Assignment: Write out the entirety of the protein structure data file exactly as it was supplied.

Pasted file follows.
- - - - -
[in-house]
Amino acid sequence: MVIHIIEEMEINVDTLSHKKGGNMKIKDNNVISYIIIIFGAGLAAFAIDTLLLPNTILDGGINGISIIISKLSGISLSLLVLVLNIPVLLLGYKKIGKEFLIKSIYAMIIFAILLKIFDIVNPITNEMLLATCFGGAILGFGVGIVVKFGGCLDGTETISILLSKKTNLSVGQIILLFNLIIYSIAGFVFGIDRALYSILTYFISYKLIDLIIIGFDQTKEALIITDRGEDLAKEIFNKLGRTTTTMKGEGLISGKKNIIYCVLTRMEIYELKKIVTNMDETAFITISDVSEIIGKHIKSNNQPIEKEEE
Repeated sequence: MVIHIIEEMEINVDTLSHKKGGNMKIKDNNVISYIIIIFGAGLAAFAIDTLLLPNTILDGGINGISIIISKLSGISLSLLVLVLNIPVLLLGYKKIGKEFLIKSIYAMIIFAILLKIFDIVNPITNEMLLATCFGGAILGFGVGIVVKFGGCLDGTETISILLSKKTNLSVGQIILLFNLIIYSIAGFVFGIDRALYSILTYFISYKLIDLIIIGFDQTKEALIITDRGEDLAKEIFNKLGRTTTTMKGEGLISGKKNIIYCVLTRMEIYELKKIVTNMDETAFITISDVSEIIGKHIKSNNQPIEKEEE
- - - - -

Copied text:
[in-house]
Amino acid sequence: MVIHIIEEMEINVDTLSHKKGGNMKIKDNNVISYIIIIFGAGLAAFAIDTLLLPNTILDGGINGISIIISKLSGISLSLLVLVLNIPVLLLGYKKIGKEFLIKSIYAMIIFAILLKIFDIVNPITNEMLLATCFGGAILGFGVGIVVKFGGCLDGTETISILLSKKTNLSVGQIILLFNLIIYSIAGFVFGIDRALYSILTYFISYKLIDLIIIGFDQTKEALIITDRGEDLAKEIFNKLGRTTTTMKGEGLISGKKNIIYCVLTRMEIYELKKIVTNMDETAFITISDVSEIIGKHIKSNNQPIEKEEE
Repeated sequence: MVIHIIEEMEINVDTLSHKKGGNMKIKDNNVISYIIIIFGAGLAAFAIDTLLLPNTILDGGINGISIIISKLSGISLSLLVLVLNIPVLLLGYKKIGKEFLIKSIYAMIIFAILLKIFDIVNPITNEMLLATCFGGAILGFGVGIVVKFGGCLDGTETISILLSKKTNLSVGQIILLFNLIIYSIAGFVFGIDRALYSILTYFISYKLIDLIIIGFDQTKEALIITDRGEDLAKEIFNKLGRTTTTMKGEGLISGKKNIIYCVLTRMEIYELKKIVTNMDETAFITISDVSEIIGKHIKSNNQPIEKEEE